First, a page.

until your face turns red.
Then jiggle, wiggle, shake
the hiccups from your head." 

I did as she suggested,

but could not shake them free.
Instead, I got so dizzy
that I could hardly see. 

My sister said, "Alrighty.

We'll try out something new.
It's sure to be a winner.
Let's implement Plan Two."

"Don't breathe for seven minutes.

Then cough and cough and cough.
I guarantee this action
will chase those hiccups off." 

I coughed like sister told me,

but soon was gulping air.
I hiccupped even harder and
this gave me quite a scare.

My sister got dejected. 
"Plan Three is what we need.
Your hiccups must be silenced!"
She ran toward me with speed.  

"GRR!" she roared. "GRR! GRR! GRR!" 
sucked a breath in quick.
Then all my hiccups vanished.
She'd done it—what a trick!



Written by: Guy Belleranti                                                                                                 3

                                                                                                                                         
     

The Magic of Water Puppets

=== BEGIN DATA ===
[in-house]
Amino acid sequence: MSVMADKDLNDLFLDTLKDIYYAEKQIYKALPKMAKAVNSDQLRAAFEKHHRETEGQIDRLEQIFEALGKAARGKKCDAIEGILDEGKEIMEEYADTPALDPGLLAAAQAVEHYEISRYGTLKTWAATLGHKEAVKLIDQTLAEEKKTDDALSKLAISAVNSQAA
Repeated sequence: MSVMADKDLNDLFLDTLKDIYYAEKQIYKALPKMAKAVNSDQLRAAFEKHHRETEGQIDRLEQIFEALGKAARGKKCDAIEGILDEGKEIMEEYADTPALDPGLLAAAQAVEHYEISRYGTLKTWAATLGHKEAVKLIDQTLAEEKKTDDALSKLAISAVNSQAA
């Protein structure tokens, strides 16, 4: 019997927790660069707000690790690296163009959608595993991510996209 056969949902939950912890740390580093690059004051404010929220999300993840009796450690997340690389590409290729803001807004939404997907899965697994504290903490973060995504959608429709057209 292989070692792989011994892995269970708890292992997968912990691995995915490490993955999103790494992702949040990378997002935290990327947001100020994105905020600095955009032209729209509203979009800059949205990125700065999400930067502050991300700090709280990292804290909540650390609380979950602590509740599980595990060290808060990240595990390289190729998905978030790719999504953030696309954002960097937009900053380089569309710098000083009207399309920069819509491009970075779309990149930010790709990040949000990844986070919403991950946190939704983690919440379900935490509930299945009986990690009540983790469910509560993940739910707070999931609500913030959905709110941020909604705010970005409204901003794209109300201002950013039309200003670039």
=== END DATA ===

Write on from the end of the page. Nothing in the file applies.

Puppeteers of America and UNIMA-USA are excellent resources for learning about puppetry.

A puppet puffs on a pipe and exhales smoke. Moments later, he lifts a fishing pole.  He dangles the line up and down with hopes of catching a fish.  As if commanded by magic, the puppet appears to come to life.  In Vietnamese water puppetry, the audience can’t see the puppeteer. They can't see any machines nor controlling strings or poles.   

Water puppets are unique to Vietnam.  The water puppet shows date back to 1121 under the Ly dynasty. These shows were preformed in the rural villages of northern Vietnam in the Red River Delta, where the river fans out into the coastal lowlands.  Here, people farmed the soggy land for rice, just as it is used today.